John McHale of NUI Galway has produced an outline for a fiscal plan. It is well worth reading. It’s a serious treatment. It’s also an unnerving treatment. For it has the capacity to wreck the Exchequer’s finances with little ‘stimulating’ effect on the economy.
On the way to presenting his fiscal plan John makes some highly contentious statements. He claims that falling investor confidence last year meant the Government had no choice but to engage in large fiscal adjustment (i.e. cuts). Of course, last year the National Management Treasury Agency launched the biggest bond issue by any borrower in Europe since 2004. Indeed, such was the level of demand for Irish debt that the NTMA was able to build up a war chest of €20 billion in free cash balances. And in the first few weeks of this year, the NTMA raised nearly 40 percent of all the money we needed to fund our debt this year. So much for slipping investor confidence.
John states that current expenditure cuts are less contractionary than tax rises. The ESRI simulation suggests just the opposite – that tax increases are less deflationary and fiscally more beneficial.
He also states that it would be better for wages to fall than to let unemployment rise. However, beyond the supply/demand curves of textbook models we find that office and factory floor workers are taking pay cuts (in the process subsidising substantial management pay rises) and at the same time find themselves being laid off as well.
On such shaky premises, we are now ready to examine John’s plan.
Step 1: Implement the McCarthy plan over two years. Never mind that it contains horrendously deflationary recommendations with the centre-piece proposal – cutting 17,000 public sector jobs – having been road-tested by the ESRI and found wanting; implement them. John seems to think the Report provides ‘a useful focal point for shared sacrifice’. 40 percent of the ‘savings’ comes from reducing social transfers, impacting most on low income groups. That’s a lot of sharing by one particular income group in society.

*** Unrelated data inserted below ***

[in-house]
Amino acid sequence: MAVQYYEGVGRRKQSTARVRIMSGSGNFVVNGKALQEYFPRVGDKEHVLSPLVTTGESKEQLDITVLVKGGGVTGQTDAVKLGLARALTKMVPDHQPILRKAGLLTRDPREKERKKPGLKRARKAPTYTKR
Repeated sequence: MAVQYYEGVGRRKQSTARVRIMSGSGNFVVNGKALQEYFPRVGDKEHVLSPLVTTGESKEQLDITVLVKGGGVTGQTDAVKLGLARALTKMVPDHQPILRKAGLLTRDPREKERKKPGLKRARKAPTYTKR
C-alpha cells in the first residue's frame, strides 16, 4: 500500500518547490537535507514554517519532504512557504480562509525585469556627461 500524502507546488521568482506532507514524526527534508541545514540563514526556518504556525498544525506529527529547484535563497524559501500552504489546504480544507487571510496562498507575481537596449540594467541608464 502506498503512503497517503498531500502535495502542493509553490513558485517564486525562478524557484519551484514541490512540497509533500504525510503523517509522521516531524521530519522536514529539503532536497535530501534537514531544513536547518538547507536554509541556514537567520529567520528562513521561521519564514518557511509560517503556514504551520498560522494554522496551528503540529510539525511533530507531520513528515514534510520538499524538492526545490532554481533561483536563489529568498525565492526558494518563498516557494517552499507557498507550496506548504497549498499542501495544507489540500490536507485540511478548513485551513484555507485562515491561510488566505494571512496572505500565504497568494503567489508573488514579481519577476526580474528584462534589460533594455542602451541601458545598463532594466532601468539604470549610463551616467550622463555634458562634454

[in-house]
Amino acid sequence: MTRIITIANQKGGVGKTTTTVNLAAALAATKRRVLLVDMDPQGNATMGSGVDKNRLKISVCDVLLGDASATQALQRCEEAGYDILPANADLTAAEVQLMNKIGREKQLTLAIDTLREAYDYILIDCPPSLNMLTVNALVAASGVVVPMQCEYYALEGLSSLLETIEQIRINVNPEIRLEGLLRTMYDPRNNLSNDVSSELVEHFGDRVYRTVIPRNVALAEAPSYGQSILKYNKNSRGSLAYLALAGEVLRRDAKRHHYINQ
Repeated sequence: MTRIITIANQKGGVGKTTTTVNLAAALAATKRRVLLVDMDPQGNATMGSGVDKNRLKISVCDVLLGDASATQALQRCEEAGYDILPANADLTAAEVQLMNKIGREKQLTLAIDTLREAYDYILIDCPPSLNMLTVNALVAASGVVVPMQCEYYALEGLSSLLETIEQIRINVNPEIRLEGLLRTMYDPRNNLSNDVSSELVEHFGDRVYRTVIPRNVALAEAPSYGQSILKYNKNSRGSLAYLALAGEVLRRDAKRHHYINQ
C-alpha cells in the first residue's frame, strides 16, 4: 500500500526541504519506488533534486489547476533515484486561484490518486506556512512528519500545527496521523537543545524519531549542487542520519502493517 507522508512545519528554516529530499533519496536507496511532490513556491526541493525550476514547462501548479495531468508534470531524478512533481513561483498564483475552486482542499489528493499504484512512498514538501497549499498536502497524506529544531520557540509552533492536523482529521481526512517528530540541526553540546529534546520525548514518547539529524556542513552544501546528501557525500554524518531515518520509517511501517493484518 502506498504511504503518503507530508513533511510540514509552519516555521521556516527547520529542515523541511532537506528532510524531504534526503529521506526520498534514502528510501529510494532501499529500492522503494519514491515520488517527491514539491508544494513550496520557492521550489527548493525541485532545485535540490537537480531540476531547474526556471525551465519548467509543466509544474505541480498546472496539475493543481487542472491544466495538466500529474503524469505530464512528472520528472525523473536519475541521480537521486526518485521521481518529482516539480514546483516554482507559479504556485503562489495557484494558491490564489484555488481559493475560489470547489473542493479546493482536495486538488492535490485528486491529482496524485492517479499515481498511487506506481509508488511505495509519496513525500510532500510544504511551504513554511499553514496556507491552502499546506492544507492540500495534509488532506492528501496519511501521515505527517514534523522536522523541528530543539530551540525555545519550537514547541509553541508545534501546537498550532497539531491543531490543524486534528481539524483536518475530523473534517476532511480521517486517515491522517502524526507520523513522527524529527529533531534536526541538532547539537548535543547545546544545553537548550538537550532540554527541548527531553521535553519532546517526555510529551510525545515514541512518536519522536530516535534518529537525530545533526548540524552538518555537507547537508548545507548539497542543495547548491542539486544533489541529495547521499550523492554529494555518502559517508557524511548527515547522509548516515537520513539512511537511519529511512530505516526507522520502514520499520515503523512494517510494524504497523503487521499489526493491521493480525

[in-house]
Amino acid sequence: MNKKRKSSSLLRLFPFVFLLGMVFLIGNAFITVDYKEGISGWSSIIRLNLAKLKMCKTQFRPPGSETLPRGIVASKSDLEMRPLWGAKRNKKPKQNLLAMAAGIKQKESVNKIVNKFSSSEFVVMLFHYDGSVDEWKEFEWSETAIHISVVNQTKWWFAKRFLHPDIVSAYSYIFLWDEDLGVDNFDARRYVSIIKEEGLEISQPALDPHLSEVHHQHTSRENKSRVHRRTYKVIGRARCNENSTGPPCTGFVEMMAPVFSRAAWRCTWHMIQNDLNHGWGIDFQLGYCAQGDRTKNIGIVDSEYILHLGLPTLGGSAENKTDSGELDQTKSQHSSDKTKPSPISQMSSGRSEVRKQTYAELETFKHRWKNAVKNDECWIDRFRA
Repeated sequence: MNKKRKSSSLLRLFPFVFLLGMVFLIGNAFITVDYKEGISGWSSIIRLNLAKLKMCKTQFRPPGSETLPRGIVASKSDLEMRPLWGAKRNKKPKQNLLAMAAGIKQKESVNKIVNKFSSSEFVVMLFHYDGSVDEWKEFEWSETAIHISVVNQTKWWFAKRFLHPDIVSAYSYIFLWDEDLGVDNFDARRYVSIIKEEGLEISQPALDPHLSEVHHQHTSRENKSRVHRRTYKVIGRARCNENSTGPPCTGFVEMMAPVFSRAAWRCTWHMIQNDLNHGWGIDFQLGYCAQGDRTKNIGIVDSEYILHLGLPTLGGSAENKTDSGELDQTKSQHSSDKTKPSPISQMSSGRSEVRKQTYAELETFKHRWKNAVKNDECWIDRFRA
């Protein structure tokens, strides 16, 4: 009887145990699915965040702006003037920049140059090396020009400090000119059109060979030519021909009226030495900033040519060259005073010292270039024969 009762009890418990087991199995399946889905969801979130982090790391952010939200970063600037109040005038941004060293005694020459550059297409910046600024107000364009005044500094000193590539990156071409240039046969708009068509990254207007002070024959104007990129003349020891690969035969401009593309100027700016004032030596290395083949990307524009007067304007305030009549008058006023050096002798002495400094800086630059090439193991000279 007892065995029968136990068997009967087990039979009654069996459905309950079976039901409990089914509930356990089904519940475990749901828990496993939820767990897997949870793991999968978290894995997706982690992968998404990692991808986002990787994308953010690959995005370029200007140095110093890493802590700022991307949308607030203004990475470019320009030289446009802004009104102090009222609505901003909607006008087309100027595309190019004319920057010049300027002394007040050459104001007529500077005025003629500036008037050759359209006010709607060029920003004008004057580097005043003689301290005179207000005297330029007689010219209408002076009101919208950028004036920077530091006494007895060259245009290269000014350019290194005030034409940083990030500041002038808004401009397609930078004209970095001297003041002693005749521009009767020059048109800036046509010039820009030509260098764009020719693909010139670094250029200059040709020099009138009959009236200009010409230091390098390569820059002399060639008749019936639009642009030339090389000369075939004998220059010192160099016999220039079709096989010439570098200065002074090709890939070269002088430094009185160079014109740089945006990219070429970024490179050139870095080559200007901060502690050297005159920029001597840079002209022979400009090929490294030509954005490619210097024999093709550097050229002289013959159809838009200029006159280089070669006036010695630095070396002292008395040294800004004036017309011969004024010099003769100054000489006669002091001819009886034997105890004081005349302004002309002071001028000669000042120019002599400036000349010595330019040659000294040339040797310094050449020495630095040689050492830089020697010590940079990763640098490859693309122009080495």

Step 2: Cut public sector wages by 5 percent. But of course. It won’t save much, mind you – only about 0.3 percent of the borrowing requirement, while cutting consumption by nearly a full 1 percentage point. John suggests the savings would be €700 million. The ESRI projected savings of €671 million but that was before the April budget and the imposition of additional levies. The net gain would be, as a consequence, somewhat less.
So far, pretty standard deflationary fare.
Step 4 (yes, I’m jumping ahead here – building the drama so to speak): Postpone the 2010 and 2011 cuts in capital expenditure for two years. John rightly points out:
‘Cutting capital expenditure as the economy falls into a deep recession just continues the pattern of pro-cyclical fiscal policy.’
It’s unfortunate he doesn’t see that cutting current expenditure is similarly pro-cyclical and more deflationary than capital expenditure cuts.
But, now, the piece de resistance.of Step 3: